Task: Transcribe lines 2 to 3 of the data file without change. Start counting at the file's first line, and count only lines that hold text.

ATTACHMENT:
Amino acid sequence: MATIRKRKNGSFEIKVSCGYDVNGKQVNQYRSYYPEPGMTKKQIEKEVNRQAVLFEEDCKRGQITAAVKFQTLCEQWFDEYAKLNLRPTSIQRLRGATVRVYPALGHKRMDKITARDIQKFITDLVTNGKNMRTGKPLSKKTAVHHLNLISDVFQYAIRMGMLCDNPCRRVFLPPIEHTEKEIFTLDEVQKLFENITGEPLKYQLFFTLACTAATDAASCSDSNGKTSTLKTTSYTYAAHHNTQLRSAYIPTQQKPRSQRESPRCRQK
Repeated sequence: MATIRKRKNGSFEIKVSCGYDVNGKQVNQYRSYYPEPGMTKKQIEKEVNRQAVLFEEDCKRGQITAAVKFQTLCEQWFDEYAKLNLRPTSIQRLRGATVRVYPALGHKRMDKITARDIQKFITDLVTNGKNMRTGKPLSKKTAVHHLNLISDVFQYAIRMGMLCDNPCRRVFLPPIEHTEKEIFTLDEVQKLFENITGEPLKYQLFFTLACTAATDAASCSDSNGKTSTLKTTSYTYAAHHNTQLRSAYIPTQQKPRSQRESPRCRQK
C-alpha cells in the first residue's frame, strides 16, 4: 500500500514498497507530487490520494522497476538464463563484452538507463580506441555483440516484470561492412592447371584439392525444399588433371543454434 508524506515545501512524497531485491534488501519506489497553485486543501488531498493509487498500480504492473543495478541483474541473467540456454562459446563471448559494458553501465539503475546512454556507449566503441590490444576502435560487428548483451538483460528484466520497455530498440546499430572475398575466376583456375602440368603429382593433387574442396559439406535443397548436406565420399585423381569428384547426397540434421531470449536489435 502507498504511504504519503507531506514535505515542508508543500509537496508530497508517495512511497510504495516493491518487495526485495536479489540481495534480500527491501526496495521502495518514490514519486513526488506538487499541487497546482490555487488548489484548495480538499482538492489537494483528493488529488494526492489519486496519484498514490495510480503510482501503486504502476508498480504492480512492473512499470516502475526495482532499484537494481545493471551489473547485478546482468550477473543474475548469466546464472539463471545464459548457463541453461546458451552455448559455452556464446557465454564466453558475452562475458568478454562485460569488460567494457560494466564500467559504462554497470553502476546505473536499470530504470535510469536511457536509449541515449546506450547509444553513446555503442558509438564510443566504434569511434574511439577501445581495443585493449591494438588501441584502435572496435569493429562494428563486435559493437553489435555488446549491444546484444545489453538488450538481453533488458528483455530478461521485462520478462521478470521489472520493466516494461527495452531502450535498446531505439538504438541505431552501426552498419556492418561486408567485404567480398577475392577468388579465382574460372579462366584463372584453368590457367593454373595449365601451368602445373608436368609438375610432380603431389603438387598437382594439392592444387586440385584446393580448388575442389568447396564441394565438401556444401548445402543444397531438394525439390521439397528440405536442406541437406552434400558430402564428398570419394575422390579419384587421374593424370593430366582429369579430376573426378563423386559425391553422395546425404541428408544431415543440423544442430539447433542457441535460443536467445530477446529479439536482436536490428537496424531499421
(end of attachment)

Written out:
Repeated sequence: MATIRKRKNGSFEIKVSCGYDVNGKQVNQYRSYYPEPGMTKKQIEKEVNRQAVLFEEDCKRGQITAAVKFQTLCEQWFDEYAKLNLRPTSIQRLRGATVRVYPALGHKRMDKITARDIQKFITDLVTNGKNMRTGKPLSKKTAVHHLNLISDVFQYAIRMGMLCDNPCRRVFLPPIEHTEKEIFTLDEVQKLFENITGEPLKYQLFFTLACTAATDAASCSDSNGKTSTLKTTSYTYAAHHNTQLRSAYIPTQQKPRSQRESPRCRQK
C-alpha cells in the first residue's frame, strides 16, 4: 500500500514498497507530487490520494522497476538464463563484452538507463580506441555483440516484470561492412592447371584439392525444399588433371543454434 508524506515545501512524497531485491534488501519506489497553485486543501488531498493509487498500480504492473543495478541483474541473467540456454562459446563471448559494458553501465539503475546512454556507449566503441590490444576502435560487428548483451538483460528484466520497455530498440546499430572475398575466376583456375602440368603429382593433387574442396559439406535443397548436406565420399585423381569428384547426397540434421531470449536489435 502507498504511504504519503507531506514535505515542508508543500509537496508530497508517495512511497510504495516493491518487495526485495536479489540481495534480500527491501526496495521502495518514490514519486513526488506538487499541487497546482490555487488548489484548495480538499482538492489537494483528493488529488494526492489519486496519484498514490495510480503510482501503486504502476508498480504492480512492473512499470516502475526495482532499484537494481545493471551489473547485478546482468550477473543474475548469466546464472539463471545464459548457463541453461546458451552455448559455452556464446557465454564466453558475452562475458568478454562485460569488460567494457560494466564500467559504462554497470553502476546505473536499470530504470535510469536511457536509449541515449546506450547509444553513446555503442558509438564510443566504434569511434574511439577501445581495443585493449591494438588501441584502435572496435569493429562494428563486435559493437553489435555488446549491444546484444545489453538488450538481453533488458528483455530478461521485462520478462521478470521489472520493466516494461527495452531502450535498446531505439538504438541505431552501426552498419556492418561486408567485404567480398577475392577468388579465382574460372579462366584463372584453368590457367593454373595449365601451368602445373608436368609438375610432380603431389603438387598437382594439392592444387586440385584446393580448388575442389568447396564441394565438401556444401548445402543444397531438394525439390521439397528440405536442406541437406552434400558430402564428398570419394575422390579419384587421374593424370593430366582429369579430376573426378563423386559425391553422395546425404541428408544431415543440423544442430539447433542457441535460443536467445530477446529479439536482436536490428537496424531499421